Building on the success of its specialized residential treatment programs for “warriors”—active duty military, veterans, first responders, and EMTs/paramedics—Warriors Heart has launched Warriors Anonymous, a new AA specialty meeting for the same population.
WA was developed by Warriors Heart founders Josh and Lisa Lannon and former special forces Tom Spooner with input from a team of licensed clinicians, industry professionals and frontline protectors.
Spooner tells Addiction Professional that the Warriors Heart leadership team had heard from program alums that they missed the camaraderie and atmosphere of the treatment environment. Recognizing the value and accountability of peer support and fellowship, the Warriors Heart leaders set out to create an AA program specifically for the population treated in its programs.
“We’re not reinventing the wheel,” Spooner says. “We’re taking something that has already been proven to work and adding our experience on top of it to make it a specialized meeting.”
Traditional AA meetings that include civilians often create an environment where warriors are reluctant to share their experiences, Spooner says.
“At times, there is a very big divide. Even though all alcoholics and addicts need to do the same thing, generally, to recover, some things culturally just weren’t fitting with this population,” Spooner says. “Law enforcement sitting next to drug dealer—even though they need to do the same things to get better, we can see how that wouldn’t create an environment of kinship.”
One key difference in a WA meeting is that there is more discussion of trauma than a traditional civilian AA meeting, Spooner says. Even though their specific jobs are different, certain trauma experiences are common among meeting attendees, Spooner says. Military members who have served overseas and law enforcement personnel working stateside both may have dealt with losing a coworker while on the job, for example.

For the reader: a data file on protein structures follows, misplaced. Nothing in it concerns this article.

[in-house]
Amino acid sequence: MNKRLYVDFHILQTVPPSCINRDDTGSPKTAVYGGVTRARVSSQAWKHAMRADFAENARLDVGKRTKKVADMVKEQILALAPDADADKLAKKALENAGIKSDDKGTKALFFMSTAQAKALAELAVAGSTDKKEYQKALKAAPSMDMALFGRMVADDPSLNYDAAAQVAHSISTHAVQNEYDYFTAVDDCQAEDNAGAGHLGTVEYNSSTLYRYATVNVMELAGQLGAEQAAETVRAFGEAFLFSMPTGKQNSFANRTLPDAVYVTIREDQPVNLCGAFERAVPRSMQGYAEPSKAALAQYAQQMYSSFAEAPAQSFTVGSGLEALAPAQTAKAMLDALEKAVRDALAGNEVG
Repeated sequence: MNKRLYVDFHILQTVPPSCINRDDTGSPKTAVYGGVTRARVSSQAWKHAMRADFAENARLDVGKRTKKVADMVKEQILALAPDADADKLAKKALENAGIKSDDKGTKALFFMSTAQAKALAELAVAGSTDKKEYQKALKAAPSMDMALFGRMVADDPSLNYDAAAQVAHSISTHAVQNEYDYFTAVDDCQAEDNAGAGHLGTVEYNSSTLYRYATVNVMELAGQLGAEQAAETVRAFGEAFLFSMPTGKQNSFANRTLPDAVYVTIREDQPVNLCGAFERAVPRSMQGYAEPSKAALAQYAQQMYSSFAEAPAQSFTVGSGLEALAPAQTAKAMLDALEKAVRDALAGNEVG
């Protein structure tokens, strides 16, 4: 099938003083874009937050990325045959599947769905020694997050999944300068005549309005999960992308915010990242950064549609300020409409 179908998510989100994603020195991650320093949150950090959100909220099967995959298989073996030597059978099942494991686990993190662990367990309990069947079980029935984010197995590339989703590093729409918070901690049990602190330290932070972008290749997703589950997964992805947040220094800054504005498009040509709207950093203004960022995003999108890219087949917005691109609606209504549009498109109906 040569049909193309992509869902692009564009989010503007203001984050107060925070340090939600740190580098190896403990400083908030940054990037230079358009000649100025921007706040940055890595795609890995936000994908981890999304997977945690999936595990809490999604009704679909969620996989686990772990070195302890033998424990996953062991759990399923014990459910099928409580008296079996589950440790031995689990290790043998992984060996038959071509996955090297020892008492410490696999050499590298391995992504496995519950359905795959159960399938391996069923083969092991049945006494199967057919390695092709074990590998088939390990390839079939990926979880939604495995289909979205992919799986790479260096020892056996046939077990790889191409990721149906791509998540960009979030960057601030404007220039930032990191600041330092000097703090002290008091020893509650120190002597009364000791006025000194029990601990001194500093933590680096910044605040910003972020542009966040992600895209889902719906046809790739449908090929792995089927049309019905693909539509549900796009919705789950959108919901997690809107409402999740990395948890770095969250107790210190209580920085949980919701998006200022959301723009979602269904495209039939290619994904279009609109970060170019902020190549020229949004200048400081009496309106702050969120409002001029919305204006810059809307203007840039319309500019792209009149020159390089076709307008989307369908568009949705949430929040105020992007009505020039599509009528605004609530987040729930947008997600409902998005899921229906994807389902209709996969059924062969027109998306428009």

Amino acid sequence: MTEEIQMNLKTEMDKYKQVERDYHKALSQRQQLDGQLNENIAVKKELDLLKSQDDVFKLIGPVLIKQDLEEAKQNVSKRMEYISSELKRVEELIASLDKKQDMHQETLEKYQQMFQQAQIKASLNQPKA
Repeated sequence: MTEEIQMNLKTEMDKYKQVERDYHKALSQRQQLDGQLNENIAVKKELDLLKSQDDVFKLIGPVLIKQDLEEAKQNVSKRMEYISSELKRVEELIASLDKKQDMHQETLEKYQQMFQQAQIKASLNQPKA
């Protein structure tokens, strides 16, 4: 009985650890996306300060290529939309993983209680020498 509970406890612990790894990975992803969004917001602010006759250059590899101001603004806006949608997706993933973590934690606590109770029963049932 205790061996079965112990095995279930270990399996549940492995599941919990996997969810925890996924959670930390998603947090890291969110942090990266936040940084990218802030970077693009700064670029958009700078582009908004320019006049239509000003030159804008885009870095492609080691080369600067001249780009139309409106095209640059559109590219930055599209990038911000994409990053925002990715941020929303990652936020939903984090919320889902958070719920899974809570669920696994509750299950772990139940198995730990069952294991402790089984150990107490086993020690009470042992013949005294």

“A lot of times, there are things shared that are more graphic and deep and heartfelt than your average meeting just because that’s what the profession exposes them to,” Spooner says. “A lot of the guys and gals are more comfortable with sharing things that would make people outside of this population cringe. However, we state that this is not a psychology session. This is not armchair psychology. This is not a group session. It’s a 12-Step meeting. We have good parameters on it so that it doesn’t turn into something it’s not.”
Warriors Heart currently is holding two types of meetings per week—an open meeting for all warriors and another for program alumni as part of the organization’s aftercare program. The number of in-person meetings nationwide has been limited by social distancing directives, but there have been some small meetings held in San Antonio and outside Atlanta, with more to follow in other regions as more states begin to reopen, Spooner says. In the meantime, WA meetings are primarily being conducted through video chat platforms.